Britain's government redoubled its efforts Thursday to find common ground with the opposition as German Chancellor Angela Merkel said she still hoped a chaotic Brexit could be avoided next week.
Downing Street hailed a second consecutive day of cross-party negotiations between senior ministers and their counterparts from the Labour main opposition as "detailed and productive".
But the talks broke up Thursday after nearly five hours without signs of a breakthrough to ease months of political crisis over Britain's departure from the European Union.
Both sides said they planned to reconvene Friday.
Prime Minister Theresa May is racing against the clock in a desperate search for votes that could push through, on the fourth attempt, the divorce deal she struck with the other 27 EU leaders.
Britain's latest Brexit deadline is April 12 and resistance to her plan remains passionately strong.
Meanwhile increasingly weary EU leaders -- tired of the political drama in London and eager to focus on Europe's own problems -- want to see a deal passed or a viable new plan presented ahead of a summit Wednesday in Brussels.
Flanked by Irish Prime Minister Leo Varadkar during a visit to Dublin, Merkel welcomed the discussions in London as increasing the chance that May would have "something to table to us".
"I will do everything in order to prevent a no-deal Brexit," Merkel said. "But we have to do this together with Britain.
"Where there's a will, there's a way," she added.
'Very little time left'
European leaders must decide whether to grant May's request to push back Brexit until May 22 -- the day before member states begin electing a new European Parliament.
One alternative is to force May to accept a much longer extension that could give Britain time to rethink Brexit and possibly reverse its decision to leave.
Another is to let Britain go without a deal on April 12 in the hope that the economic disruption is short-lived and worth the price of eliminating long-term Brexit uncertainties.
Neither Merkel nor Varadkar would be drawn on the extension.
"There is very little time left and we have to prepare ourseleves for all outcomes," the Irish premier said.
May dramatically ended her courtship of her own Conservative Party's holdouts and resistant Northern Irish allies by turning to the main opposition Labour Party this week.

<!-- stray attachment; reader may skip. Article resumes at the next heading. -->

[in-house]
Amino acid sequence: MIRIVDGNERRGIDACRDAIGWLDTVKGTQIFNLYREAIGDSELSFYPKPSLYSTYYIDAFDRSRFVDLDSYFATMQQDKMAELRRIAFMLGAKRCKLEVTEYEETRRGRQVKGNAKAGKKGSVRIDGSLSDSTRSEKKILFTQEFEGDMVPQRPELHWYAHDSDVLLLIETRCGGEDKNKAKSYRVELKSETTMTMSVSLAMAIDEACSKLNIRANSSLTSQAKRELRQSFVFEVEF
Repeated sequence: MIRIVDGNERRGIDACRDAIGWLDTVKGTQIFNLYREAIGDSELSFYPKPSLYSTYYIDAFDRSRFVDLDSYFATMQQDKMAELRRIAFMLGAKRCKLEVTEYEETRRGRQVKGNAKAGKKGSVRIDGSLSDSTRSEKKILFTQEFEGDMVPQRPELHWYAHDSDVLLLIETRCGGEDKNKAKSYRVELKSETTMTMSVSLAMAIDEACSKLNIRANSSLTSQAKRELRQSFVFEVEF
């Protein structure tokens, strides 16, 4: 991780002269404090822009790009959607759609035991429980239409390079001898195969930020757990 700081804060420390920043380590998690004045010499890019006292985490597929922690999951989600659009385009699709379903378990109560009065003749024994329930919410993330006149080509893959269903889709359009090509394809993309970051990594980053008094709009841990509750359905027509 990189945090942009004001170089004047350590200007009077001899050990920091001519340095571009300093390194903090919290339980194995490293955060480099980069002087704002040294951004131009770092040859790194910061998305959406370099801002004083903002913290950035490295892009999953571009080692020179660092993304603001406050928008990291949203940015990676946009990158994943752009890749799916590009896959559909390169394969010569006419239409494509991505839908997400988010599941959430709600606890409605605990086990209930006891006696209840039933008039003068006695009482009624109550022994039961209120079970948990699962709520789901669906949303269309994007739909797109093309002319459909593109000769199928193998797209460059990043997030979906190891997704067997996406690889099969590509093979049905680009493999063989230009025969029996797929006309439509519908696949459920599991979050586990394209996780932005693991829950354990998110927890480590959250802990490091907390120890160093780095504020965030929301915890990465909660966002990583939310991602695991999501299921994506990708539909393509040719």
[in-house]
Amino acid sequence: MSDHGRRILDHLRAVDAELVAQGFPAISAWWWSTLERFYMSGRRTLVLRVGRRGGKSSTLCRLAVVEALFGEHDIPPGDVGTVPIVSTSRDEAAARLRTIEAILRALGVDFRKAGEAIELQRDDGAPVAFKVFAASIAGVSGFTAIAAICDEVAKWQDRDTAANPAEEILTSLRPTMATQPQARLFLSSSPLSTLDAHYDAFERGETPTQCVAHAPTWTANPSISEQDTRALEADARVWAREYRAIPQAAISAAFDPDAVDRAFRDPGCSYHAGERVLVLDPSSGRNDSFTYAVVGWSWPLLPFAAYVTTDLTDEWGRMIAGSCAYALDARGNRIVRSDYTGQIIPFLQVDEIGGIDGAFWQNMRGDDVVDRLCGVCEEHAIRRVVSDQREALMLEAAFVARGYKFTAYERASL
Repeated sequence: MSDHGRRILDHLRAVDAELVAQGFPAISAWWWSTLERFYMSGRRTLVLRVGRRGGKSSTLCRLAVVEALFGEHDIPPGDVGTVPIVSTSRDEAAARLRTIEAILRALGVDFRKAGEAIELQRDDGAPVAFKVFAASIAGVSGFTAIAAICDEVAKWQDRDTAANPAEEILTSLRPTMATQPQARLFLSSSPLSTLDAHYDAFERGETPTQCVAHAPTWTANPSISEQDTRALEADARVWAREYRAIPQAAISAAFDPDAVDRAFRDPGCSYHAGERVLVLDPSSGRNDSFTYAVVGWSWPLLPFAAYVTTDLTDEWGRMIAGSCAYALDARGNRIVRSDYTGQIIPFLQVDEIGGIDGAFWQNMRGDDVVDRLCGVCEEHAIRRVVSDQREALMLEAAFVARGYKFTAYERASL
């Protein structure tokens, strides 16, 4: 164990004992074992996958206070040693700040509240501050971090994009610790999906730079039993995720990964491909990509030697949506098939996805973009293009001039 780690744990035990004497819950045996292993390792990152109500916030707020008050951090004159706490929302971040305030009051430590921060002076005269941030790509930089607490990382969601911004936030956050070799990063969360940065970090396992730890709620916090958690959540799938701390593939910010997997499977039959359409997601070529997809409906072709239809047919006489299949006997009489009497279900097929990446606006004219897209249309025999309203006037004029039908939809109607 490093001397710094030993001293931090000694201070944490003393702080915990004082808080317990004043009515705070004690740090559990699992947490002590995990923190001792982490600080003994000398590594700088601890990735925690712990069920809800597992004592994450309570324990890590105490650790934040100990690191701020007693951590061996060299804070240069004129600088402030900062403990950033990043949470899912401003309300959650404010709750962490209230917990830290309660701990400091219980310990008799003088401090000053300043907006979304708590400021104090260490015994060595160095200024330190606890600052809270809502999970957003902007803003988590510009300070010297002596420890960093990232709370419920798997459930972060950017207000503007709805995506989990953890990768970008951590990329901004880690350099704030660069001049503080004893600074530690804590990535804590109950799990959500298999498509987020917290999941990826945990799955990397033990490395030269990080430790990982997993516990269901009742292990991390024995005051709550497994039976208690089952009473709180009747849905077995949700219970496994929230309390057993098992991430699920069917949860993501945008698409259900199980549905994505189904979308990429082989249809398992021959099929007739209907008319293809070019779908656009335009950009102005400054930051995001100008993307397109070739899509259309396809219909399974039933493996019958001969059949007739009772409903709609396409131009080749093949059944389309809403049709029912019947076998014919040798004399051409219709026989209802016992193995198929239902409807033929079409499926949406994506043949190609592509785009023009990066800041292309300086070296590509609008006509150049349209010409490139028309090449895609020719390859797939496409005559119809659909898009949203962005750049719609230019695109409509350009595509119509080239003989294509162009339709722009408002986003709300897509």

But her decision to hear out their veteran leftist leader Jeremy Corbyn's demands for a closer post-Brexit alliance with the bloc that includes membership of its customs union has enraged right-wing Conservatives and seen two junior ministers resign.
One senior minister said May had no other choice.
"It's very simple: there's nowhere else to go," the unnamed cabinet minister told the news website Politico.
Pro-European members of May's team insisted it was time to compromise on long-standing beliefs for the benefit of a safe resolution of Britain's biggest crisis in decades.
"There is going to be pain on both sides," finance minister Philip Hammond told ITV television.
'British interests first'
Yet even some members of May's own cabinet publicly questioned the wisdom of putting Brexit's fate in the hands of the Conservative Party's rivals for power.
Health Secretary Matt Hancock -- tipped as one of several potential successors to May -- told BBC radio that Corbyn was "a Marxist who never once in his political life put British interests first".
May and Corbyn have competing visions of Britain's place in Europe and neither has shown much willingness to compromise in the past.
The Times newspaper quoted an unnamed government source as saying that May's office thought it more likely than not that the negotiations would fail.
May has resisted the customs union idea because it bars Britain from striking its own independent trade agreements with nations such as China and the United States.
And Corbyn is under pressure from Labour's pro-EU wing to push for a second referendum that would pit May's final agreement against the option of staying in the bloc.
Corbyn has shied away from backing another vote due in part to his own sceptical view of Brussels.
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